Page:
Function Return Type Description Example Result
hstore_to_json(hstore) json get hstore as a json value hstore_to_json('"a key"=>1,
b=>t, c=>null, d=>12345, e=>012345,
f=>1.234, g=>2.345e+4')
{"a key": "1", "b": "t", "c":
null, "d": "12345", "e": "012345", "f": "1.234", "g":
"2.345e+4"}
hstore_to_json_loose(hstore) json get hstore as a json value, but attempting to distinguish
numerical and Boolean values so they are unquoted in
the JSON
hstore_to_json_loose('"a
key"=>1, b=>t, c=>null, d=>12345,
e=>012345, f=>1.234, g=>2.345e+4')
{"a key": 1, "b": true, "c":
null, "d": 12345, "e": "012345", "f": 1.234, "g":
2.345e+4}

New in PostgreSQL 9.3: New in Functions

In the series of blogging about new features in 9.3, today, I thought about blogging new functions and improvements coming in PostgreSQL.

Lets look whats new in 9.3, in terms of in build functions:

1. New in one array functions for one dimensional array

PostgreSQL 9.3, is coming with new functions which can help users to manipulate one dimensional arrays by calling simple functions at the place of crafting their own functions and following some methods to do the modification in it.

i. array_remove function

This is a new function added in 9.3, which provides ability for removing the elements from array. Function takes two arguments:
a. One dimensional array from which user wants to remove elements
b. element value which user wants to remove
.

Syntax of this function is given below:

ARRAY_REMOVE(<one dimensional array>, element)

Example of array_remove is given below:

postgres=# select array_remove(ARRAY['First','Second','Delete','Four'],'Delete');
    array_remove     
---------------------
 {First,Second,Four}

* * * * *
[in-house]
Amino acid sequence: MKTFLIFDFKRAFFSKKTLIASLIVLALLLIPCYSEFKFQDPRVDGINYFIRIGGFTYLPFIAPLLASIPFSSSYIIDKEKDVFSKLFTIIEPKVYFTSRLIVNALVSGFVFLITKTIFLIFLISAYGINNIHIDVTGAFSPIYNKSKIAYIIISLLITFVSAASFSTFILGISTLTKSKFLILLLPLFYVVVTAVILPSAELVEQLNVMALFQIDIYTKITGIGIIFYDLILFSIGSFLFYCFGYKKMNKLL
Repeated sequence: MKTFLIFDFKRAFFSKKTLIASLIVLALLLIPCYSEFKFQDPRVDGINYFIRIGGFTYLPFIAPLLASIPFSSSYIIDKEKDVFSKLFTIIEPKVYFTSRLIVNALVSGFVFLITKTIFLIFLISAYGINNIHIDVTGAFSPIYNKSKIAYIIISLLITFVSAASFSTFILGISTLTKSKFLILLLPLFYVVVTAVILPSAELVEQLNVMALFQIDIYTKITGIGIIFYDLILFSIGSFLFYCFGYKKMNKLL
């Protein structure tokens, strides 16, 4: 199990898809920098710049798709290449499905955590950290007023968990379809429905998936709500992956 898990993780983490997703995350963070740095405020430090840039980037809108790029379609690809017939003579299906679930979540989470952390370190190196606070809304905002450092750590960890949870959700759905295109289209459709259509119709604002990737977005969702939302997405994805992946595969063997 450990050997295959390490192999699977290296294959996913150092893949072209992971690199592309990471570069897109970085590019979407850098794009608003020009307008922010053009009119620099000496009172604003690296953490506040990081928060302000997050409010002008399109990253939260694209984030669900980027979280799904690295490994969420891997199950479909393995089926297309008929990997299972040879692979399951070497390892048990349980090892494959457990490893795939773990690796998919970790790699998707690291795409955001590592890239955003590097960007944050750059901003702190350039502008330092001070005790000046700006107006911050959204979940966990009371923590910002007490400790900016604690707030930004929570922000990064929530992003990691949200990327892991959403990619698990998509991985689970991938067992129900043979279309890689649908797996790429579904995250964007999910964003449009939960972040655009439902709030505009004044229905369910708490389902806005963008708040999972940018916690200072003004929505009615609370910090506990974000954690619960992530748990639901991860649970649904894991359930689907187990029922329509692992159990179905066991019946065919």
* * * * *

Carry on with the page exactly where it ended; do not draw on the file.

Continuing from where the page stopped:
(1 row)

ii. array_replace function

This is a new in 9.3, this helps user to replace any element in array. This function can be use multi-dimensional array Or for single dimensional array.
Example of array_replace is given below:

pgsqltest=# select array_replace(ARRAY[ARRAY[1,2],ARRAY[3,4],ARRAY[56,6],ARRAY[7,8]],56,5);
       array_replace       
---------------------------
 {{1,2},{3,4},{5,6},{7,8}}
(1 row)

2. VARIADIC-labeled arguments expansion for concat and format functions

This is new addition to concat and format function. pre-9.3 concat and format, function used to ignore VARIADIC label and doesn’t used to print right output. However, this has been fixed in 9.3. Lets look at the example of pre-9.3 and in 9.3

In pre-9.3

worktest=# select concat(variadic array[1,2,3]);
 concat  
---------
 {1,2,3}
(1 row)

In 9.3

pgsqltest=# select concat(variadic array[1,2,3]);
 concat 
--------
 123
(1 row)

You can see above in 9.3, using VARIADIC label working properly.

Lets look at the format() function:

In pre-9.3

worktest=# select format(string_agg('%s',','), variadic array_agg(i)) from generate_series(1,3) g(i);
ERROR:  too few arguments for format

woow, its error out. However, this is fixed in 9.3 :-).

In 9.3

pgsqltest=# select format(string_agg('%s',','), variadic array_agg(i)) from generate_series(1,3) g(i);
 format 
--------
 1,2,3
(1 row)

3. Improvement in format() function to handle field width and left/right alignment

This new added in 9.3 format() function, which is going to increase the usability of format() function for developers. In 9.3, format function is coming with following enhancements:
i). Proper handling of field width.
ii). Proper handling of Left/right alignment.

Above two improvement was missing in pre-9.3. However, addition of above improvement made format() function to be follower of sprintf() C function.

Lets look at the example:
In pre-9.3, using of field width resulted into error message, as given below

ERROR:  unterminated conversion specifier
worktest=#  select format('>>%10s<<', 'Hello');
ERROR:  unterminated conversion specifier
worktest=# 

However, 9.3 is coming with proper field width support.

pgsqltest=#  select format('>>%10s<<', 'Hello');
     format     
----------------
 >>     Hello<<
(1 row)

9.3 is also coming proper handling left/right alignment. Examples are given below:
Left alignment

pgsqltest=# select format('>>%-10s<<', 'Hello');
     format     
----------------
 >>Hello     <<
(1 row)

Right alignment